the wound. "My throat Is cut. I'm
murdered. Ocorgo Van Horn did It."
"Who did It?" the witness asked hr.
"George Van Horn," reiterated Mrs.
The defense tried to have the testi
mony of the Gehrcna boy and Mrs.
Fetterholf bearing on the accusations
of Mrs. Wescott stricken out on the
ground that the time of their utterance
wns too remote from the commission
of the deed to be materially connected
with It. Mrs. Wescott, they held, could
have planned In tho Interim to place
the crime on George Van Horn, to In
jure Van Horn, If, as the common
wealth contended, they were enemies:
nnd protect some one else herself, for
Instance, If It was a case of suicide.
Court could not see the matter In this
Special Ofllcer George Wlckenhoffer,
of 2."i0 Franklin avenue, testified that
he was sitting on his porch on the even
ing of the crime nnd saw airs. Wescott
and Mrs. Fetterolf come out on the
porch of the Wescott house, across the
way. They appeared to be In great
excitement and this prompted the wit
ness to watch them. Mr. Hrlmbla and
Helter, two nolghbors.wero next noticed
talking excitedly to the two women,
and as It was evident there wns some
thing wrong, witness hastened ncross
the street to ascertain what the trouble
Mrs. Wescott saw blm coming nnd
when he upproached she said: "For
God's sake, Mr. Wlckenhoffer, go get
a doctor: I've been murdered." Hloprt
was streaming between her fingers.
which wero clutched about her throat,
and the front of her dress was literally
covered with blood.'
"Who did It?" asked Mr. Brlmhle.
"He did." answered Mrs. Wescott.
"Who Is he?" queried Mr. Brlmblo.
"George Van Horn," said Mrs. Wes
cott. "Who?" again nsked Mr. Brlmble.
"George Van Horn," repeated Mrs.
BLOOD CHOKED HE11.
Then Mrs. Wescott started evidently
to tell tho story of how It happened,
but she only got as far as, "I wont
down for potatoes Into the cellar,"
when her throat seemed to fill up with
blood and she only gurgled something
Some went for physicians, and others,
witness among them, started to look
for Van Horn. After scouring the
neighborhood for about an hour, the
witness returned, changed his slippers
for shoes and made a more extended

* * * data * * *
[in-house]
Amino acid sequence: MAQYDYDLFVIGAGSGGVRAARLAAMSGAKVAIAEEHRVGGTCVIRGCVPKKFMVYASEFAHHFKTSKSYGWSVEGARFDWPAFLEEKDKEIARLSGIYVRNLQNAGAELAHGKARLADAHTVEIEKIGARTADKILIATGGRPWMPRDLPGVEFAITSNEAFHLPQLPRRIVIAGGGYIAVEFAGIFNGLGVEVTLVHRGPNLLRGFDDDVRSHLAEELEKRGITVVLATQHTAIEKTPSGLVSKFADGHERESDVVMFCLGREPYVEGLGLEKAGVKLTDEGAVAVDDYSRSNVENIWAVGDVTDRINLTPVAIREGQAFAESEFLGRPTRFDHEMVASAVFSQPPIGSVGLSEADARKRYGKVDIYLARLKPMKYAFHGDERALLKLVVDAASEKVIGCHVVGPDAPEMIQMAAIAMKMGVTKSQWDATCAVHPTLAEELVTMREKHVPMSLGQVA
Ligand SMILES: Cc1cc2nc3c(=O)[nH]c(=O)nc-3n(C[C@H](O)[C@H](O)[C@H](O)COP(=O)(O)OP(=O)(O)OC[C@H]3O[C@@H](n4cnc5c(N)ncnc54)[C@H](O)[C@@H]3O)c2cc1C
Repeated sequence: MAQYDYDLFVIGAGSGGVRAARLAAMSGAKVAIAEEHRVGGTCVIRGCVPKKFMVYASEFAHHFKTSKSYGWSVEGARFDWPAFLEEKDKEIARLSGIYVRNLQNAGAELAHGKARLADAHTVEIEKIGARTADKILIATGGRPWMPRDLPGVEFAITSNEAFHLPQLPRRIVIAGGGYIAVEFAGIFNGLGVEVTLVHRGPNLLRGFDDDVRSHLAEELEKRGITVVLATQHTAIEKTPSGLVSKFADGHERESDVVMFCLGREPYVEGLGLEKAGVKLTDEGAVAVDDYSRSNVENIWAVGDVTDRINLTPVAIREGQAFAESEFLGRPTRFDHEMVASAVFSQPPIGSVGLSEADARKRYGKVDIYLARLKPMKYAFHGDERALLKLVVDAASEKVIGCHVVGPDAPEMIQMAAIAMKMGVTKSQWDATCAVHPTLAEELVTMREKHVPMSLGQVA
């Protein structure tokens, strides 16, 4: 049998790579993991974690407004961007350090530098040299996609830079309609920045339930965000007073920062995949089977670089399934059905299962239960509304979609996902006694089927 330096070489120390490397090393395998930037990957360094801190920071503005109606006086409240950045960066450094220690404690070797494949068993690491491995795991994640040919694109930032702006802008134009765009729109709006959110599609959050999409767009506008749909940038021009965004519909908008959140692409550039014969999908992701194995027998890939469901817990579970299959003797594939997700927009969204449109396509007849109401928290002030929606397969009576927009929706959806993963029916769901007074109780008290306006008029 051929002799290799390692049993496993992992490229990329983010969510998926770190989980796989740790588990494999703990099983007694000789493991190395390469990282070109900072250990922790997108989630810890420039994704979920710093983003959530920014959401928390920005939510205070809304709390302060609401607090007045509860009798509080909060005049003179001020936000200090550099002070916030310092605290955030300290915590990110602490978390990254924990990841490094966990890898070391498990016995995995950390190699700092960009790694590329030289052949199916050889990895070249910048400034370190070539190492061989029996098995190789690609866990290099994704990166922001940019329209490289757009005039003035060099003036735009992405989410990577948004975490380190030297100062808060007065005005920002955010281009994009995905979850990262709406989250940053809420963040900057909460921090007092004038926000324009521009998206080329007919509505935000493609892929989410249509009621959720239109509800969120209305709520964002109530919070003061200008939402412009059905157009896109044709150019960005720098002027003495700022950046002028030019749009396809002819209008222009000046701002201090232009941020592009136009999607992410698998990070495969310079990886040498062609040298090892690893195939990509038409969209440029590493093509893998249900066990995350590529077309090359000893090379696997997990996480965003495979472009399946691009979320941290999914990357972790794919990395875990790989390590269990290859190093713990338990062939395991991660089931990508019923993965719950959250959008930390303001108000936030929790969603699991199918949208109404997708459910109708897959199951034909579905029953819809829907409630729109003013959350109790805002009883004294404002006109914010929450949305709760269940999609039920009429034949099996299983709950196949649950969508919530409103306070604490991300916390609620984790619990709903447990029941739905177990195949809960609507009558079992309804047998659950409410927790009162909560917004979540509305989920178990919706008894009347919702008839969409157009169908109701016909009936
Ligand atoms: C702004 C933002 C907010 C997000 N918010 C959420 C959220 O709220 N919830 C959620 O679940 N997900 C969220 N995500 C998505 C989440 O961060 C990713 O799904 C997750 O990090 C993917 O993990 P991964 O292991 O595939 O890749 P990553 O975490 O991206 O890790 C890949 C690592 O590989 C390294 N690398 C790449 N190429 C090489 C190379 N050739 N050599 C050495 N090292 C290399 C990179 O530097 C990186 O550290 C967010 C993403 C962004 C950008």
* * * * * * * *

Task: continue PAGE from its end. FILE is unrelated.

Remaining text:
search, going with Detective Molr to
Hyde Park, where Van Horn had sev
Witness made an examination of the
oellar that night and found blood on
the floor nnd all the cellar steps. The
Imprint of a razor blade was found In
the hard clay of the cellar iloor, hav
ing apparently been made by some ono
stepping on the razor and forcing It
Into the ground.
An examination of the yard showed
a foot-print In tho ashes which filled
a barrel sitting alongside the fence
and evidences that the foot which
stepped In the ashes had been planted
afterwards on tho top of the fence.
The witness then went on to tell how
he and Mr. Brlirble, Harry Wescott,
son ot the deceased (himself now do
ceased), and some one other drove up
across the mountains to Glenburn,
hoping to overtake Van Horn In that
direction, which It was thought prob
able he would take, as ho had many
friends In that region.
Mr. Wedeman objected to the testi
mony on the grounds that It was Im
material to the case to know what car
riage rides the witness and his friends
had taken, nnd quoted authorities to
support his contention.
Judge Archbald overruled the objec
tion, but Indicated that It would not
be admlssable to continue that kind of
testimony to any great extent.
WAS SKULKTNG ABOUT.
On cross-examination, Mr. Thayer
unwittingly brought out the damaging
testimony that the witness had seen
Van Horn skulking about the neighbor
hood of Mrs. Wescott's house almost
nightly for six weeks before tho kill
ing. He dodged from tree-box to tree
box and hid behind corners, and acted
In every way like one lying In wait.
Alderman John T, Howe, of the Sev
enteenth ward, produced his criminal
docket and told ot the hearing of Van
Horn on July 22, 1?' on the charge
of stealing $15 from' .Mrs. Wescott's
room, the Incident which Is generally
understood embittered Van Horn
against Mrs. Wescott. In the alder
man's presence Van Horn said: "I will
get even with you for this." The case
was settled by Van Horn giving Mrs.
Wescott a judgment note.
On cross-examination tho alderman
You Realize IKTlxsit:
Why do you forget so frequently?
Why do you spenk words that you so
Why do you take up with new ac
quaintances, forgetting old friends?
Why do you not use clear Judgment
Instead of too often acting upon Im
pulse? Why do you persistently neglect your
health when It Is your duty to take
special care of It?
Why are you so careless when n sud
den chill, headache, tired feeling and
general disgust with life come over
Why do you not remember that the
best physicians, scientists nnd the lend
ing people of tho land nil recommend
pure whisky as the projier thing to
take at such times?
Why do you not recall the fact that
there Is only ono pure medicinal whisky
known to the world, that It Is exceed